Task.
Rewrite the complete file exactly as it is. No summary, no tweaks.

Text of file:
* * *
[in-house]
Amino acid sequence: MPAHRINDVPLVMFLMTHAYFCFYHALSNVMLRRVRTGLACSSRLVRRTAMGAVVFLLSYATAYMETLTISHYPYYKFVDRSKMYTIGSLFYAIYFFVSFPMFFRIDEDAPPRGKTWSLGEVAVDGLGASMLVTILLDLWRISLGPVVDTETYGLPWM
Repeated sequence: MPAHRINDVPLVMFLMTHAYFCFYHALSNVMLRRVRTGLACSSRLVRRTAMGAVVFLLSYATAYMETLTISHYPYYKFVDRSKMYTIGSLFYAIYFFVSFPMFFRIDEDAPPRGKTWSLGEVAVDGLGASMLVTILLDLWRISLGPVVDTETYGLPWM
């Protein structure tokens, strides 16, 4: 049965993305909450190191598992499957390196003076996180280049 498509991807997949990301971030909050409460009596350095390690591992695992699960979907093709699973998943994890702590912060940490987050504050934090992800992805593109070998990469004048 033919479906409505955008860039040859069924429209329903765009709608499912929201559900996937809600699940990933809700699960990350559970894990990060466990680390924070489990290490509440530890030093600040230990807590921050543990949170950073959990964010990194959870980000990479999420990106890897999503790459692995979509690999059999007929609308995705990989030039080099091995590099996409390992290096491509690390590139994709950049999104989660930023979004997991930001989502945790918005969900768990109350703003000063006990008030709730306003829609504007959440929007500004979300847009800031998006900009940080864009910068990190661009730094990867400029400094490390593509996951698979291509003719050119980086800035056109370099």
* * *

[in-house]
Amino acid sequence: MPAHRINDVPLVMFLMTHAYFCFYHALSNVMLRRVRTGLACSSRLVRRTAMGAVVFLLSYATAYMETLTISHYPYYKFVDRSKMYTIGSLFYAIYFFVSFPMFFRIDEDAPPRGKTWSLGEVAVDGLGASMLVTILLDLWRISLGPVVDTETYGLPWM
Repeated sequence: MPAHRINDVPLVMFLMTHAYFCFYHALSNVMLRRVRTGLACSSRLVRRTAMGAVVFLLSYATAYMETLTISHYPYYKFVDRSKMYTIGSLFYAIYFFVSFPMFFRIDEDAPPRGKTWSLGEVAVDGLGASMLVTILLDLWRISLGPVVDTETYGLPWM
């Protein structure tokens, strides 16, 4: 049965993305909450190191598992499957390196003076996180280049 498509991807997949990301971030909050409460009596350095390690591992695992699960979907093709699973998943994890702590912060940490987050504050934090992800992805593109070998990469004048 033919479906409505955008860039040859069924429209329903765009709608499912929201559900996937809600699940990933809700699960990350559970894990990060466990680390924070489990290490509440530890030093600040230990807590921050543990949170950073959990964010990194959870980000990479999420990106890897999503790459692995979509690999059999007929609308995705990989030039080099091995590099996409390992290096491509690390590139994709950049999104989660930023979004997991930001989502945790918005969900768990109350703003000063006990008030709730306003829609504007959440929007500004979300847009800031998006900009940080864009910068990190661009730094990867400029400094490390593509996951698979291509003719050119980086800035056109370099």